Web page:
I am no R.C. or Ryan Haber, I wish I could commit my words in writing a succinctly as they, but I was not given that gift. I do know, without a doubt, however, what I felt, and it was an inner voice. A voice that would be heard. I chose to heed the voice. I don’t think that I am alone or that my experience was unique. It is something that people don’t want to talk about – but here it is… I confessed my sins, and I expect someone like Mr. Tony Adams to crucify me. Hopefully R.C. or Ryan Haber will help me out with my defense.

  • Mark

    “I feel that Jesus, were he here, would most likely be found among those our society has deemed unacceptable today.” – Rich

    I agree, Rich. I believe that Jesus would be found among people like Jonathon Lopez.

    From Onenewsnow 3/9/2010:

    A Christian student in the Los Angeles Community College District is carrying his free-speech case to the 9th U.S. Circuit Court of Appeals.

    Jonathan Lopez had an assignment in a public speaking class and was required to give an informative speech on any topic. Alliance Defense Fund (ADF) attorney David Hacker tells OneNewsNow that Lopez chose to speak about his Christian beliefs. “And during that speech, when he mentioned that marriage is between a man and a woman according to his Christian beliefs, the professor called him this horrible name, refused to let him finish the assignment, and told other students in the class, ‘If you’re offended, you can leave,’” Hacker explains.

    When no students left, the professor dismissed the class. Hacker adds that Lopez is an “A” student — “but the problem is he never got a grade on that informative speech, and in fact, the professor wrote on his evaluation form, ‘Ask God what your grade is.’”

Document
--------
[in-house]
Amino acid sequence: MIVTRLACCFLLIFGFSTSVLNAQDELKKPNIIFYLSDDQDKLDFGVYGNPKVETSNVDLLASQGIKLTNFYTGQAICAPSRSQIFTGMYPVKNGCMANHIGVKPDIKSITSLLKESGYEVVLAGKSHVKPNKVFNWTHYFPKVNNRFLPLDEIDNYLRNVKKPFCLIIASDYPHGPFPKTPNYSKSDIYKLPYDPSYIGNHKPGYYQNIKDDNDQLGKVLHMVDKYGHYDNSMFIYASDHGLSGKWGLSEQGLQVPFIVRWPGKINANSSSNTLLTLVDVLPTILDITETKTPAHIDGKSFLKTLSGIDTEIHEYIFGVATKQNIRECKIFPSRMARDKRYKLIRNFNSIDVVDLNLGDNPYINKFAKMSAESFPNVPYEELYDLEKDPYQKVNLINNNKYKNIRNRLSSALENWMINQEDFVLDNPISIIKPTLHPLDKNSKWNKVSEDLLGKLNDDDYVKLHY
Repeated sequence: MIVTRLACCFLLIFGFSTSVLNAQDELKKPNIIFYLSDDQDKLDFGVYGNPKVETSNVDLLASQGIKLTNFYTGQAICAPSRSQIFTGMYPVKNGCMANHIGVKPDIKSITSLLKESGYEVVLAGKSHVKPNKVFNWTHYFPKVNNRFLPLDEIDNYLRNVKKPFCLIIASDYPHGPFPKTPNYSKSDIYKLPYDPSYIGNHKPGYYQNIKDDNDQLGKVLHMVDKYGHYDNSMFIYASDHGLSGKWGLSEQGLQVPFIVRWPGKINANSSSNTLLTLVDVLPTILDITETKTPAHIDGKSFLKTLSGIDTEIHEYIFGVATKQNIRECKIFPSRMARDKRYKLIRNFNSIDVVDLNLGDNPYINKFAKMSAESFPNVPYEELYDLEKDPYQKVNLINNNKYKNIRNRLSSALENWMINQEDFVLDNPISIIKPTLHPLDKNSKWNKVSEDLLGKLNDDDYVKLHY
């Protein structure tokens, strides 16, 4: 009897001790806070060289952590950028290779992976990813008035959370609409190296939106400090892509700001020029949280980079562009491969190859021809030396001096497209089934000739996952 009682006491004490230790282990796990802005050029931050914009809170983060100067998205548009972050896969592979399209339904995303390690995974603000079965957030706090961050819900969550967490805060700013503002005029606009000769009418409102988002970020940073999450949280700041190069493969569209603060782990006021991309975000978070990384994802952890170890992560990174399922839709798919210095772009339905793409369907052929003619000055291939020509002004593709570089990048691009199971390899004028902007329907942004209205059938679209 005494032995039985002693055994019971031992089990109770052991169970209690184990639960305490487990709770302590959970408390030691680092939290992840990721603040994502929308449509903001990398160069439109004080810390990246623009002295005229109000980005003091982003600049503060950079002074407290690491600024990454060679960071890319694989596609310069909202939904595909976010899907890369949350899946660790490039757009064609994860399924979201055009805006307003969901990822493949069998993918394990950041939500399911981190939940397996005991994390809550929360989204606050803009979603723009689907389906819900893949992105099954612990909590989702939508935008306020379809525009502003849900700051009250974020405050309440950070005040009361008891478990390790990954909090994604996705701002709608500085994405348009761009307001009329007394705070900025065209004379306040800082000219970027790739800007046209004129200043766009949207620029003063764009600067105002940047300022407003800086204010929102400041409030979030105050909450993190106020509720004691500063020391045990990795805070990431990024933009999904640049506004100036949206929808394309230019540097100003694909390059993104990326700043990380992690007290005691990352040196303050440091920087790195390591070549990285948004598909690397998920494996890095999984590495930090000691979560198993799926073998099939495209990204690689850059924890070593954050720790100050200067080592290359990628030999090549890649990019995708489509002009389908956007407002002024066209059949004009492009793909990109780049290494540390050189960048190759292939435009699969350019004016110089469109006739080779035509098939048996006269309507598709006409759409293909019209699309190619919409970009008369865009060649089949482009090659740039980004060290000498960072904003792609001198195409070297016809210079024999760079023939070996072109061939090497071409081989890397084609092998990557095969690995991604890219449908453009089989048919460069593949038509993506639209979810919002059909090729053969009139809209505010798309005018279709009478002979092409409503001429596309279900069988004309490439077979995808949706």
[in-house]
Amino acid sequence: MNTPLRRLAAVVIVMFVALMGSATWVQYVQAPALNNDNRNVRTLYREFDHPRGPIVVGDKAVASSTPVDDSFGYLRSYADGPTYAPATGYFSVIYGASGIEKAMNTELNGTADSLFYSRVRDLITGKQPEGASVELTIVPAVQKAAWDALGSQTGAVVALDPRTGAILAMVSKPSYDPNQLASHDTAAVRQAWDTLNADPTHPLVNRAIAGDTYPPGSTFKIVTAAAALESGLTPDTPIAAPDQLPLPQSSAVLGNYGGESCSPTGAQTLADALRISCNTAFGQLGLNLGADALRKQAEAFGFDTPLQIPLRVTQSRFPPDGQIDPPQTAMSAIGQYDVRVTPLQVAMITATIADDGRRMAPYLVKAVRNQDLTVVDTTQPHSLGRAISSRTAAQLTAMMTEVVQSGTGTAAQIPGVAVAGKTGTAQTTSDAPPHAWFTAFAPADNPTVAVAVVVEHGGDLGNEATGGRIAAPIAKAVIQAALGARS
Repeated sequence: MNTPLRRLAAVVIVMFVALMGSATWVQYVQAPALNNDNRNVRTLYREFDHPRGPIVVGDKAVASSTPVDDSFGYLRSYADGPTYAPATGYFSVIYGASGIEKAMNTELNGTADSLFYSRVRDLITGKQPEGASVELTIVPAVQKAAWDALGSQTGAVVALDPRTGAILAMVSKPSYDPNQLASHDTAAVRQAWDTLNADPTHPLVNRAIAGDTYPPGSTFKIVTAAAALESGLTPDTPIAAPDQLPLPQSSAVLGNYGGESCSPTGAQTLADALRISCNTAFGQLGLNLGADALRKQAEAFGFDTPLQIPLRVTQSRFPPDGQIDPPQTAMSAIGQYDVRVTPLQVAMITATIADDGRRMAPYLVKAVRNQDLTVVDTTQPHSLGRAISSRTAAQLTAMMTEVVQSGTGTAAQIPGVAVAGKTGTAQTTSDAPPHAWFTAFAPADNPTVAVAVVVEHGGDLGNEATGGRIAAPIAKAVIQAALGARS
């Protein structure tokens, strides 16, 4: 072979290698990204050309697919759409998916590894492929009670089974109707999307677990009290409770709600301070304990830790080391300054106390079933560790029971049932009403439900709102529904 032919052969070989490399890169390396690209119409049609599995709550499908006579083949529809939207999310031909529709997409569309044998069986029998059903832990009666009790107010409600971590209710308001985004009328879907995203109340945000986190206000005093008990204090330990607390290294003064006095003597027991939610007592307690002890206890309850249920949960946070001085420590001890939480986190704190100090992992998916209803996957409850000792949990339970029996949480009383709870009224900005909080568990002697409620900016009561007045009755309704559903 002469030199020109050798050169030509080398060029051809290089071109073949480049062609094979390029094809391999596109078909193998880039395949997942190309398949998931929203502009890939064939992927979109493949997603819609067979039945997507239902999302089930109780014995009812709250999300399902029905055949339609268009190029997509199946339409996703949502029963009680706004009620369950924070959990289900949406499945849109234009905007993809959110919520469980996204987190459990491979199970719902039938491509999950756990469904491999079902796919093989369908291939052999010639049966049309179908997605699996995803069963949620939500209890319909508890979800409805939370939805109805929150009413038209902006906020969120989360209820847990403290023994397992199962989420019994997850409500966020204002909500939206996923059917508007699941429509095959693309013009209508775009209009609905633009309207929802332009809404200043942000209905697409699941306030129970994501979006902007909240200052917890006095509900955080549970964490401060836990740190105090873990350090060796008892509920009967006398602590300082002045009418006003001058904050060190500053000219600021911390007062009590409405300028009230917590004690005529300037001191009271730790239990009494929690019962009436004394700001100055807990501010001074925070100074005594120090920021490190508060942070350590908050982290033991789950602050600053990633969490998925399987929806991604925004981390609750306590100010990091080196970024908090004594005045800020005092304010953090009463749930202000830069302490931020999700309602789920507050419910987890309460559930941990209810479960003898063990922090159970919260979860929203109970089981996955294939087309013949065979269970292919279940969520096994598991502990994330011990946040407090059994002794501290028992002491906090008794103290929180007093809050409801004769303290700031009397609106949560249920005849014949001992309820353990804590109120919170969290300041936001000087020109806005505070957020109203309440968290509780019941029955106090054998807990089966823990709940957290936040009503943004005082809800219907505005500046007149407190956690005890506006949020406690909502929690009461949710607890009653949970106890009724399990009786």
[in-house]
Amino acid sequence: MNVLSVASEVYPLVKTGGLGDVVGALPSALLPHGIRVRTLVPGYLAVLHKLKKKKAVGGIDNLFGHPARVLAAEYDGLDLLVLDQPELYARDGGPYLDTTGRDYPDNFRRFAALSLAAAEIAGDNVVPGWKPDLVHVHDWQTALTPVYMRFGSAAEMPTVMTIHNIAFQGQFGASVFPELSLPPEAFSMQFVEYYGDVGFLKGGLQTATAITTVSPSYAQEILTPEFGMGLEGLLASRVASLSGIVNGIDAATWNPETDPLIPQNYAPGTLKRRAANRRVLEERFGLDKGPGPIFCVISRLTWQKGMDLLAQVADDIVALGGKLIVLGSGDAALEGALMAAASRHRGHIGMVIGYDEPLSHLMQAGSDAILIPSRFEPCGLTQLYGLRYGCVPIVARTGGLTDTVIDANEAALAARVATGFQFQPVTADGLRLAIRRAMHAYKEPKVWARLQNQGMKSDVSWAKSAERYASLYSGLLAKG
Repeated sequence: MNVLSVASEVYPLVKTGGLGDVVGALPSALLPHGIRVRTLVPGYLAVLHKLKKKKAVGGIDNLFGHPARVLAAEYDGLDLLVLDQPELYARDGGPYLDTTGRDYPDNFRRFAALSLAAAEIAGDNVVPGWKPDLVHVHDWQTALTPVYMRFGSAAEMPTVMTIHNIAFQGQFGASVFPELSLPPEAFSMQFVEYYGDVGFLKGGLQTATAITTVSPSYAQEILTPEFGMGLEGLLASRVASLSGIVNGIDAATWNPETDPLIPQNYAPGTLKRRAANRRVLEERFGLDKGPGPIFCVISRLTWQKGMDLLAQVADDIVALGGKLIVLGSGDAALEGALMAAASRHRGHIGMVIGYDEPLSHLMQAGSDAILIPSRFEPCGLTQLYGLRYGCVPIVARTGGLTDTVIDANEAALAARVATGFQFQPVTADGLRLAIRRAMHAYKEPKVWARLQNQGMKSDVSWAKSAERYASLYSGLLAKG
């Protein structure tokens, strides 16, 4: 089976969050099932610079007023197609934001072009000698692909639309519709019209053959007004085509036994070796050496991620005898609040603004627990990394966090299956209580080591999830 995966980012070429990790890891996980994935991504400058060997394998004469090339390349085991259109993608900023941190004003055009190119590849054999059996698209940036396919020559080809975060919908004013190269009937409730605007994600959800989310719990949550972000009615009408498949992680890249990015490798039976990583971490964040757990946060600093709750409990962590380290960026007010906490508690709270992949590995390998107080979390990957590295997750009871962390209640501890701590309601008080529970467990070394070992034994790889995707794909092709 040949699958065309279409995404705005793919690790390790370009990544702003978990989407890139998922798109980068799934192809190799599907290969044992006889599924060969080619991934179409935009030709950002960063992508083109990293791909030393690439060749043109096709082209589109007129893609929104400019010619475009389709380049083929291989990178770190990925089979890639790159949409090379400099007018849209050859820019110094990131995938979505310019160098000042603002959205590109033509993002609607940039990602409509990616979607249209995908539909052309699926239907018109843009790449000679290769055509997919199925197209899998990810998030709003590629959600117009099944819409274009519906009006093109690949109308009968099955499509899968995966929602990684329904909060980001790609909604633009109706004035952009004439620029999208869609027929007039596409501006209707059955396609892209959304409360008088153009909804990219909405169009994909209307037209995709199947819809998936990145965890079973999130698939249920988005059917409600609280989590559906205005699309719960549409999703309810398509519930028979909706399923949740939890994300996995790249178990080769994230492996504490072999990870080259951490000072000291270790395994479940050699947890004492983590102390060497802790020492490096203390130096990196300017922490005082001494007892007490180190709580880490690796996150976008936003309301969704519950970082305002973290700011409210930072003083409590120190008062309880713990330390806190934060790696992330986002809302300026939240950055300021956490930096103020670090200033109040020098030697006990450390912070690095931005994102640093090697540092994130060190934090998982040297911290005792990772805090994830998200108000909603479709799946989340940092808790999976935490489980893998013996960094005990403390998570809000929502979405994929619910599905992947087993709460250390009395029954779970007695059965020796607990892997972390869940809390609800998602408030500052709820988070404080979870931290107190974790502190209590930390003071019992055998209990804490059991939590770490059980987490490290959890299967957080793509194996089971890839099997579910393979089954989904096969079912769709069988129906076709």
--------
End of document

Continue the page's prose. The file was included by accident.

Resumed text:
• DCH

    “Perhaps to some people, half a loaf is better than none.”

    So why should a small minority settle for ’1/2 a loaf’ when it comes to equailty under civil law?

    This is why they are pressing their case so strongly and will ultimately prevail, if not in this decade, within the next.
    On what basis can they be denied a basic civil equality?

    My 16 year old and his immediate cohort don’t seem to get took worked up about this issue and don’t get what the big deal is. Its like my generation and civil rights – it passed when i was child. Now voting to limit the rights of a racial minority is beyond immagination.

  • georgie-ann

    following God through His Church, His Word, His Spirit, is nothing like following the sentiments of a “youth culture,”…in fact, it is quite often the direct opposite,…”foolishness is bound up in the heart of a child” (Proverbs),…not a good measuring stick,…

  • Martial Artist

    Who, under our present Tax Laws has “equal taxation?” Our so-called “progressive” income tax is not equal at all. We have alternated irregularly between having a “marriage penalty” and a “single penalty” for decades. No one can use the Tax Laws of the United States as an argument for equal treatment, and they won’t ever be able to unless something along the lines of a “flat rate tax” or the “fair tax” is adopted over the system that grew up from the first U.S. income tax in the early 20th century.

    Secondarily, such things as government benefits, estate law and hospital visitation should never have been tied to marital status in the first place. If you disagree, kindly explain on what basis you think that: (a) government should have any say over what is done with my estate in the presence of a will or living trust, (b) to which benefits you are referring the treatment of which you believe government should have any say in, and (c) why government should be able to require hospitals to only permit in to visit me, when I am hospitalized, those with whom I have a marital relationship.

    All of these things are intrusions into the private life of the person, and not a subject for government limitation, when they can easily be specified beforehand by the person whom government is allegedly protecting.

    Pax et bonum,
    Keith Töpfer

  • Rich